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The Purr-tenders, like many other great 80's icons, were created by Hallmark. They first immerged in 1987 as a stuffed doll line with a fairly awkward back story. It turns out that no one, but no one that goes to Pick-A-Dilly Pet Shop wants to buy a cat. All the customers want to buy more exotic animals like birds, bunnies, mice, and dogs. To counterstrike, the cats come up with a plan to disguise themselves as other animals and trick customers into taking them home.

Perhaps intended as a feline counterpart to the Pound Puppies, Purr-tenders shared the same common denominator with the pooches. That is, they were house pets that wore cute outfits and yearned to find a good home. Unlike the Pound Puppies, they only made a handful of toy lines, and never reached the illustrious level needed to acquire a cartoon series.

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The original large plush Purr-tenders had a hidden pocket with a sound box inside that, when hugged, would cause the Purr to purr. This let the cat out of the bag, because when the Purr-tender purred, it was backed into confessing that it was merely a cat disguised as another animal. By the time the humans were privy to this chicanery, they'd already fallen in love, and were forced to give the cat a home. I guess that's the price you pay when you can't tell the difference between a duck and a cat covered in felt.

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These Purr-tenders weren't particularly good looking. They had shaggy hair and squashed faces that gave them a clown-like appearance. The body shape was outstretched and resembled the suction-cup Garfields prevalent years ago that only nostalgic fools like me still have on their cars. Scamp-purr (mouse), Chip-purr (bird), Hop-purr (Bunny), Romp-purr (dog), and Flop-purr (duck) were the original 5, later joined by Teddy-purr (bear). It's rumored that in 1989 Fisher-Price released advertisements promoting a new line of Make-Believe Purr-tenders that dressed up as a bride, ballerina, princess, and fairy godmother. However, owing to the fact that no one has found such Purrs, it's believed they never made it into production.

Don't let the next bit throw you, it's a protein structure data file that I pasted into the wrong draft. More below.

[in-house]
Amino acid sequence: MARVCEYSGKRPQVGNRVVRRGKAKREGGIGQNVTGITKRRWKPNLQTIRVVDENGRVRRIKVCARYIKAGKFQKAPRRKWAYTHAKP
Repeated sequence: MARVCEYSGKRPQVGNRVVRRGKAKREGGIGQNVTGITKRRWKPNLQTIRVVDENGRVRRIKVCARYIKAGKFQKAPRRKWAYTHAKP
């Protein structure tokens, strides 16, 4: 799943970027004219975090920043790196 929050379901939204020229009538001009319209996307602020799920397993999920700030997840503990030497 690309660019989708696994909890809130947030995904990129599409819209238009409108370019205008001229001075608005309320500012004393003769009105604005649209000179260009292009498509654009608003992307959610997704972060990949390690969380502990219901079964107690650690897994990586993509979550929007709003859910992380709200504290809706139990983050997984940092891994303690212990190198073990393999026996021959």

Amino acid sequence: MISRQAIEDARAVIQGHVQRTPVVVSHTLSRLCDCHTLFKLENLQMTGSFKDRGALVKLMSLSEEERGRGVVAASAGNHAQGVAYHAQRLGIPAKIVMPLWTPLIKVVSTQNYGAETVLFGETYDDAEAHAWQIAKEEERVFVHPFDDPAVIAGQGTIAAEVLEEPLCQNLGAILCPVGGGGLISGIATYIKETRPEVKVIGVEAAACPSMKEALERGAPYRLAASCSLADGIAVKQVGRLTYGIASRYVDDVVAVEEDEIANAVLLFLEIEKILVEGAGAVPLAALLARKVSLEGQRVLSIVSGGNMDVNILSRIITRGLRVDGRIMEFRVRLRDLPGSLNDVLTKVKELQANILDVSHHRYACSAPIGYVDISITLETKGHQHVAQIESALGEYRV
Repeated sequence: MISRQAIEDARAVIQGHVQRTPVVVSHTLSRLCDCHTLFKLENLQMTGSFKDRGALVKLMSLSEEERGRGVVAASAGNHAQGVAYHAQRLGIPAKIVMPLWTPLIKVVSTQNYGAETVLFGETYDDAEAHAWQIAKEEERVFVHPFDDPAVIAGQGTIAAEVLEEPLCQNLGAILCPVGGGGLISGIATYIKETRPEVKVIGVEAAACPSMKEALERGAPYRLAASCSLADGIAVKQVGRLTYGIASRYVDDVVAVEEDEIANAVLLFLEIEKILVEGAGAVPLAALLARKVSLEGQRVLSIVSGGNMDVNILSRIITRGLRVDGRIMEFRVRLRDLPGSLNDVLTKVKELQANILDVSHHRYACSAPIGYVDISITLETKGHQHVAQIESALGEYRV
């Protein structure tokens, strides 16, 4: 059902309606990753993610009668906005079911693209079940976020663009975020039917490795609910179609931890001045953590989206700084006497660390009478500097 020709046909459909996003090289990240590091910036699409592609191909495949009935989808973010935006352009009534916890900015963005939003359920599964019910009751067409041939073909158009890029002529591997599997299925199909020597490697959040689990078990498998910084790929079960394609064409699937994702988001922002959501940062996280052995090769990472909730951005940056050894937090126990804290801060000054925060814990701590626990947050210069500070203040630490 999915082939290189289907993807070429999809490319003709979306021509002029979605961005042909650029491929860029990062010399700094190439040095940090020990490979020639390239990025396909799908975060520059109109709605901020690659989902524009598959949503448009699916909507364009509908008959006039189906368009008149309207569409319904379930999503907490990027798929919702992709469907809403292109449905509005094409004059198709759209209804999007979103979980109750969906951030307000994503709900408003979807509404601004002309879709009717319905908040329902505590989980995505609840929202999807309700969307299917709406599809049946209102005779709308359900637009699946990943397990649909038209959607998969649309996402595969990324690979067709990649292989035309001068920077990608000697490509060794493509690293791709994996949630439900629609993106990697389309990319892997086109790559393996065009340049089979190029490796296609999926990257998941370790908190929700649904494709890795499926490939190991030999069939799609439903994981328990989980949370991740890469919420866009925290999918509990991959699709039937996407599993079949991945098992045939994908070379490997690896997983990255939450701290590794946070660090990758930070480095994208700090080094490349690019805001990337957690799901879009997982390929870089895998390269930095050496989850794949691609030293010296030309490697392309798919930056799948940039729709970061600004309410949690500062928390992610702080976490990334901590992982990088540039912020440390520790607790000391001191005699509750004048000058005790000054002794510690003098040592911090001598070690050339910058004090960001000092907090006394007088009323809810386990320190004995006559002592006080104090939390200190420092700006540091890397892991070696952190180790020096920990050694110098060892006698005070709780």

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Smaller versions of the Purr-tenders were released, and some made available for purchase at Burger King. These were the Sock-Ems which had a flip-over mask and a stomach that folded out to a coordinating stocking. I believe the stocking was meant to be a pouch that could hold secret items small enough to fold up into it, but really, it was more of a fancy Christmas stocking than anything. I did have a brief liaison using the mini Scamp-purr as a plush case for my Gameboy SP.

Aside from the plush category, Purr-tenders merchandise also came in the form of books and puzzles. Sadly, none of the books depict the Purr-tenders coming to terms with whom they are on the inside and taking pride in being cats. In a way, the Purr-tenders took the coward's way out. Instead of showing off their assets and proving how felines can topple any pet in the animal kingdom, they assimilated like a bunch of scaredycats. Not a very well-planned lesson for children, but then again, the "hidden secret" theme was very big in the late-eighties early-nineties era.

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The Purr-tenders had no known enemies aside from the shopkeeper's dog, Ed-grr. He'd mock the cats about how no one wanted them because they weren't special or exotic. Personally, if I had a choice between a bunny and a fluffy pink cat, I'd take the cat. All the bunny can do is hop and poop, at least a cat can be trained to crap in the toilet. Considering the Purr-tenders can talk, using the loo should be a cakewalk. Taking a bath, however, will still be a cat-astrophe.

 

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